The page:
IE 11 is not supported. For an optimal experience visit our site on another browser.

Highlights of Amy Coney Barrett's questioning at Supreme Court confirmation hearing

Democrats grilled Trump's nominee on health care and abortion, among other issues.

Judge Amy Coney Barrett faced questions from the Senate Judiciary Committee on Tuesday, the second day of her confirmation hearings for the U.S. Supreme Court.

Barrett, nominated by President Donald Trump, on Monday delivered her opening statement to the 22-member committee, explaining her judicial philosophy and paying tribute to the late Justice Ruth Bader Ginsburg, whom she would replace if confirmed. The senators also read their opening statements, previewing the key points that each side is likely to put forward during their questioning.

Senate Democrats focused their questions heavily on the Affordable Care Act. The Supreme Court is set this fall to take up a pivotal case on Obamacare, which Barrett has criticized in the past.

This coverage has ended. Follow the latest on Day 3 of the hearings here.

Read the latest updates below:

Barrett says abortion decision Roe v. Wade is not a 'superprecedent' protected from reversal

Responding to questioning from Sen. Amy Klobuchar, D-Minn., Barrett said she did not consider Roe v. Wade, the decision that helped ensure a woman's ability to obtain an abortion, to be a "superprecedent" protected from reversal.  

Barrett said that she defined "superprecedent" as a case that is "so well settled that no political actors and no people seriously push for their overruling." 

"I am answering a lot of questions about Roe, which I think indicates that it does not fall in that category," Barrett said, adding that her answers does not mean that Roe should be overturned.

Barrett has written that she feels that Brown v. Board of Education was a superprecedent.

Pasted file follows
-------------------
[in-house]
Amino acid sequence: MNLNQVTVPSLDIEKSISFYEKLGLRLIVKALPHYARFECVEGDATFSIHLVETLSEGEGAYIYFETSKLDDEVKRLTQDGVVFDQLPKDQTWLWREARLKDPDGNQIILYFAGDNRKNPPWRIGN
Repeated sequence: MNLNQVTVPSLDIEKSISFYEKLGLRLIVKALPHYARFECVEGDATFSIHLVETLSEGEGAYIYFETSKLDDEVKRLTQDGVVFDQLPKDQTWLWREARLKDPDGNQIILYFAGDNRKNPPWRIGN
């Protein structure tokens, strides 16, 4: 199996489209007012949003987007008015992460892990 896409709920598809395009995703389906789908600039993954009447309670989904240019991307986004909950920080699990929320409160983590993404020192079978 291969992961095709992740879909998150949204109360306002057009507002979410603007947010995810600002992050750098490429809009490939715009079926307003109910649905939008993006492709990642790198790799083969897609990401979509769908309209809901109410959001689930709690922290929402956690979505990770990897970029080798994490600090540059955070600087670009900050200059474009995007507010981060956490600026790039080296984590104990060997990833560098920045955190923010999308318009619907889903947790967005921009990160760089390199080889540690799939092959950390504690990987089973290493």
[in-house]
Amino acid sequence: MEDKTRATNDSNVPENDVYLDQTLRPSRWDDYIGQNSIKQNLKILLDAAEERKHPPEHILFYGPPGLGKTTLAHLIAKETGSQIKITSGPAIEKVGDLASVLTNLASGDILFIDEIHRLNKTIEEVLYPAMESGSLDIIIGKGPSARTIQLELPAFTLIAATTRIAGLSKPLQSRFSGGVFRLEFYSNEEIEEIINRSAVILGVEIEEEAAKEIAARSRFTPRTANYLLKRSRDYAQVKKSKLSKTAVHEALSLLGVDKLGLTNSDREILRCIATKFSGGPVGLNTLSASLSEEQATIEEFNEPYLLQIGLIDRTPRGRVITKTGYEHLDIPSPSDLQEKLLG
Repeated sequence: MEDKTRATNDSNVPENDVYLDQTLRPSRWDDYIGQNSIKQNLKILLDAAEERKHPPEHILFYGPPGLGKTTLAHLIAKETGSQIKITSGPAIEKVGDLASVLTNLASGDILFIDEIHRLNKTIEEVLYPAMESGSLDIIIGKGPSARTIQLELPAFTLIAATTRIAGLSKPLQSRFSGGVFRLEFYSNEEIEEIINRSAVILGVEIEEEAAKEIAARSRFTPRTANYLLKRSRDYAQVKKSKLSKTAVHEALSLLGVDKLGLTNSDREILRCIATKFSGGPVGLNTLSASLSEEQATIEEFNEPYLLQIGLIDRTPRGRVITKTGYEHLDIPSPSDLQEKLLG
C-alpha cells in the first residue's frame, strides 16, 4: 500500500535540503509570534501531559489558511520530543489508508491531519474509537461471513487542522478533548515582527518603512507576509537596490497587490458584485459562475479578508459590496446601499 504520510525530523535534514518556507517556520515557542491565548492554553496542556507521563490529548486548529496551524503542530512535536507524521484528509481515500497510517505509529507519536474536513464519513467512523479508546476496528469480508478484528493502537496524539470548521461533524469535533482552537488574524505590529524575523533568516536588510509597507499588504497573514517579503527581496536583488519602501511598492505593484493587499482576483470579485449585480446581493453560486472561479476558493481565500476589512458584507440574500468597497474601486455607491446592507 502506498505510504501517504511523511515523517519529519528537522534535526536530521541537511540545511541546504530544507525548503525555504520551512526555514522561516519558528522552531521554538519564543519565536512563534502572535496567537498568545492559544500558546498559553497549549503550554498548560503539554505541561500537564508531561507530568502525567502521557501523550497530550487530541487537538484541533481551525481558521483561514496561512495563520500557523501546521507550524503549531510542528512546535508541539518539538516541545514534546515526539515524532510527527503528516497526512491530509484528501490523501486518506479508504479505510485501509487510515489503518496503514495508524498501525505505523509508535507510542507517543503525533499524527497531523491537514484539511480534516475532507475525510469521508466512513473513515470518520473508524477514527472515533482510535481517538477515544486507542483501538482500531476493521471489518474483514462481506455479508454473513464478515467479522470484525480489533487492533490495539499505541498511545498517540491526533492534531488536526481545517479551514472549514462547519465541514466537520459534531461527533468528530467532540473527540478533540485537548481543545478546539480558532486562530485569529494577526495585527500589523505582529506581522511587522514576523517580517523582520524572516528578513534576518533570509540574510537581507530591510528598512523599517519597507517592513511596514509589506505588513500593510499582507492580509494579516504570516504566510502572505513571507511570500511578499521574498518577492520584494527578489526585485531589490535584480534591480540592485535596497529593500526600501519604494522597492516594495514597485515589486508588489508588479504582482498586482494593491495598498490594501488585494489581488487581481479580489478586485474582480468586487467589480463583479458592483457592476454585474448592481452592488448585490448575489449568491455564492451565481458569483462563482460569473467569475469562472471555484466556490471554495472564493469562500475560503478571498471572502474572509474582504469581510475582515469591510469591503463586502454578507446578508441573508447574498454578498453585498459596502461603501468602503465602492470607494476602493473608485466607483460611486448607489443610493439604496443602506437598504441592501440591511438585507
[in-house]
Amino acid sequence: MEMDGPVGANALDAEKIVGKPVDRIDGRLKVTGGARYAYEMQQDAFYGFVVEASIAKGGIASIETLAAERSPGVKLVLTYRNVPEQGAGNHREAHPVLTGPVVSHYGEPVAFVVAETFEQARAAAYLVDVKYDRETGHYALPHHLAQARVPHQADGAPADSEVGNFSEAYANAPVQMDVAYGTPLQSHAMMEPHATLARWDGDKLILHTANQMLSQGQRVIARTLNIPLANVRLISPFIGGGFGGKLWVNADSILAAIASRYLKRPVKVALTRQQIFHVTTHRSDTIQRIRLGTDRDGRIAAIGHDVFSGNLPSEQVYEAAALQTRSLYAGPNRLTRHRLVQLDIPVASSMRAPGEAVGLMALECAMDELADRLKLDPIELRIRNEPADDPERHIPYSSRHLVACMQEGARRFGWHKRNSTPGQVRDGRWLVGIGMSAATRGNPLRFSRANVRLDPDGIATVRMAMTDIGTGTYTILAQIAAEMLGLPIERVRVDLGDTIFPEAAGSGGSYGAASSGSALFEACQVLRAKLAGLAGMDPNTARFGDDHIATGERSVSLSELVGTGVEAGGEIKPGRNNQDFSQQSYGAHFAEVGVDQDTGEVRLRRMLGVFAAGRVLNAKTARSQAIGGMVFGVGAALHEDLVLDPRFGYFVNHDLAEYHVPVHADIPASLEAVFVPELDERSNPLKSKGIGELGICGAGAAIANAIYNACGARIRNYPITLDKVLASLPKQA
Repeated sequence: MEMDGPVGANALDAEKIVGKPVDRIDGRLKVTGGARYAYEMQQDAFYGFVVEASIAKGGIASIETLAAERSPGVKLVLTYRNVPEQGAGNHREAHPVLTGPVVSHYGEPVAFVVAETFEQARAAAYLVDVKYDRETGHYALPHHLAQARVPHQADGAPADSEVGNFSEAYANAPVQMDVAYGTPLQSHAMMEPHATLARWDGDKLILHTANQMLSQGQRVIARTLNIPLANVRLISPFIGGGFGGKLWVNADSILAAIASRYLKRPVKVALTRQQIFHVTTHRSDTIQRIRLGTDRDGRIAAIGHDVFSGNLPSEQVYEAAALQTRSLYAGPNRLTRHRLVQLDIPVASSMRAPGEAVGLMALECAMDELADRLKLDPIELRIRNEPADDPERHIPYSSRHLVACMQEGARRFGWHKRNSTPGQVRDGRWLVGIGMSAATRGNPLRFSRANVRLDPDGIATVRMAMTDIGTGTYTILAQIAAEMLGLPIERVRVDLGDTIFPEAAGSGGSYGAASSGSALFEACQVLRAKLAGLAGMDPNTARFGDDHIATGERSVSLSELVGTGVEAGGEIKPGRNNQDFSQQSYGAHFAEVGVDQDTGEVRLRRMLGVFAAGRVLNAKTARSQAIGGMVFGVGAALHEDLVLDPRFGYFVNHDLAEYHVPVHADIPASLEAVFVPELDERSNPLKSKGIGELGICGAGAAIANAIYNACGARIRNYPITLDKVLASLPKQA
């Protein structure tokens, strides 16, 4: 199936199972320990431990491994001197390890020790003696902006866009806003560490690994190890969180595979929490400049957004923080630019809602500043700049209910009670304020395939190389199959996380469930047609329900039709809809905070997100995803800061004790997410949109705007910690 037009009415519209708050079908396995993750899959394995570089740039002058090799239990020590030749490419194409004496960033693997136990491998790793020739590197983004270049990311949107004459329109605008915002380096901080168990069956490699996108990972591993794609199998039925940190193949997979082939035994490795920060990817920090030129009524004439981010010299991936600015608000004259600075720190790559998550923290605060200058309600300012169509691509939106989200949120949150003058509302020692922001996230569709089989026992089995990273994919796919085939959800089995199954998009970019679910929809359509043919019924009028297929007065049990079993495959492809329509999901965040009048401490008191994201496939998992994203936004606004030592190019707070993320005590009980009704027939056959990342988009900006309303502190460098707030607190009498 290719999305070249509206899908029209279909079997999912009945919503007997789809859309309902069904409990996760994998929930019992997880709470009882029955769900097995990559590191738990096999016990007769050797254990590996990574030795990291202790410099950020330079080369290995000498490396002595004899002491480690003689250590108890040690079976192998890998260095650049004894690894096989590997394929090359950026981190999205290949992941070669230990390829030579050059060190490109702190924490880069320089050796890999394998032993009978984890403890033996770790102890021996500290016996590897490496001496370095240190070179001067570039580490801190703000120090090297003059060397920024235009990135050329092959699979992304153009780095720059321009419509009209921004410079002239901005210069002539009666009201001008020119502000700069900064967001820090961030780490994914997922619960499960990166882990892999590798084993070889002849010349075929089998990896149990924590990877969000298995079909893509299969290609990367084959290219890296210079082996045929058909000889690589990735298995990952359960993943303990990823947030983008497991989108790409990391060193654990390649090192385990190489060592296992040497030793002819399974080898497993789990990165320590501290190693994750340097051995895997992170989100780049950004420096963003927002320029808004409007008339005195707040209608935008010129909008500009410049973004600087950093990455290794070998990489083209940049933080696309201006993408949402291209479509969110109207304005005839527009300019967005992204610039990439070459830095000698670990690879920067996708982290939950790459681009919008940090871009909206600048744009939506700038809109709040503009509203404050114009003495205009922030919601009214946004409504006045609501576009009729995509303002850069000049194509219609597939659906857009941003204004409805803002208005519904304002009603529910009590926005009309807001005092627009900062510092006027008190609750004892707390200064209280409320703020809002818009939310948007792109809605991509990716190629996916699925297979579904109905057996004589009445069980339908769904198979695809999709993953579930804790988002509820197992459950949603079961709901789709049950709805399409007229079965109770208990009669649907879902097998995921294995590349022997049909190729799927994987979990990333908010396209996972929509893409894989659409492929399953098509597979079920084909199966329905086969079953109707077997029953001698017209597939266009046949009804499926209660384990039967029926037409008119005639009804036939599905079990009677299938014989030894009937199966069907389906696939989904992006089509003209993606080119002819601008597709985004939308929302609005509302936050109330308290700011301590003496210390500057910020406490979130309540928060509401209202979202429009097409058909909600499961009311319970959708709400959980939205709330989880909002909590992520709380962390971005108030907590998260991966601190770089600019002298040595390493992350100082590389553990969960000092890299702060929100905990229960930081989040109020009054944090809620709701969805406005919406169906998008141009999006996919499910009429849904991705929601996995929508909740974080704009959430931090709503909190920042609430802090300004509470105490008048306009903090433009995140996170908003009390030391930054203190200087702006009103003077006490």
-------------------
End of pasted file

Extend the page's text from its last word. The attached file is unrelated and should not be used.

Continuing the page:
Klobuchar used her time to discuss the "tracks" the Barrett has left throughout her career, arguing that they paint a picture of an extremely conservative judge who would drastically change the shape of the Supreme Court in a way that is out of step with American public opinion. 

"I am then left the looking at the tracks of your record and where it leads the American people and I think it leads to a place that is going to have severe repercussions for them," Klobuchar said in conclusion. 

Sen. Gary Peters shares his family's abortion story

Sen. Gary Peters, D-Mich., speaks during a hearing on Capitol Hill on Sept. 24, 2020.Tom Williams / Pool via AP

U.S. senator is sharing his family's abortion story.

Sen. Gary Peters, D-Mich., told Elle magazine in an interview published Monday how an abortion may have saved the life of his first wife.

Peters, who is running for re-election to a second term in the Senate, said in the interview that he is speaking out because he is concerned that the confirmation of President Donald Trump's nominee to the Supreme Court, Judge Amy Coney Barrett, could result in the court's striking down Roe v. Wade.

Read more on Peters' abortion comments.

Group of 88 Notre Dame faculty pens letter asking Barrett to refuse nomination

A group of 88 faculty members at Notre Dame — none of whom are part of the law school where Judge Barrett teaches — penned a letter asking her to refuse her appointment to the Supreme Court. 

"We’re asking a lot, we know," the opponents wrote. "Should Vice-President Biden be elected, your seat on the court will almost certainly be lost. That would be painful, surely. Yet there is much to be gained in risking your seat." 

Blackburn tweets edited photo of Whitehouse presentation deck

Sen. Marsha Blackburn, R-Tenn., tweeted an edited photo suggesting the dark money Whitehouse referenced in his questioning was funneled by billionaire George Soros to "fund radical left activists." 

Whitehouse used his allotted time to highlight the influence of dark money in elections, connecting conservative organizations and their role in influencing political appointments. Whitehouse referenced an article on the Federalist Society, by The Washington Post. 

Soros, a major Democratic donor, is a popular target of right-wing conspiracy theories.

Sen. Cruz defends Citizens United

Following Sen. Whitehouse's 30-minute denunciation of dark money, Sen. Ted Cruz, R-Texas, used part of his time to defend the landmark Supreme Court case Citizens United that allowed for corporations and unions to spend unlimited money on political ads and other forms of influence campaigns.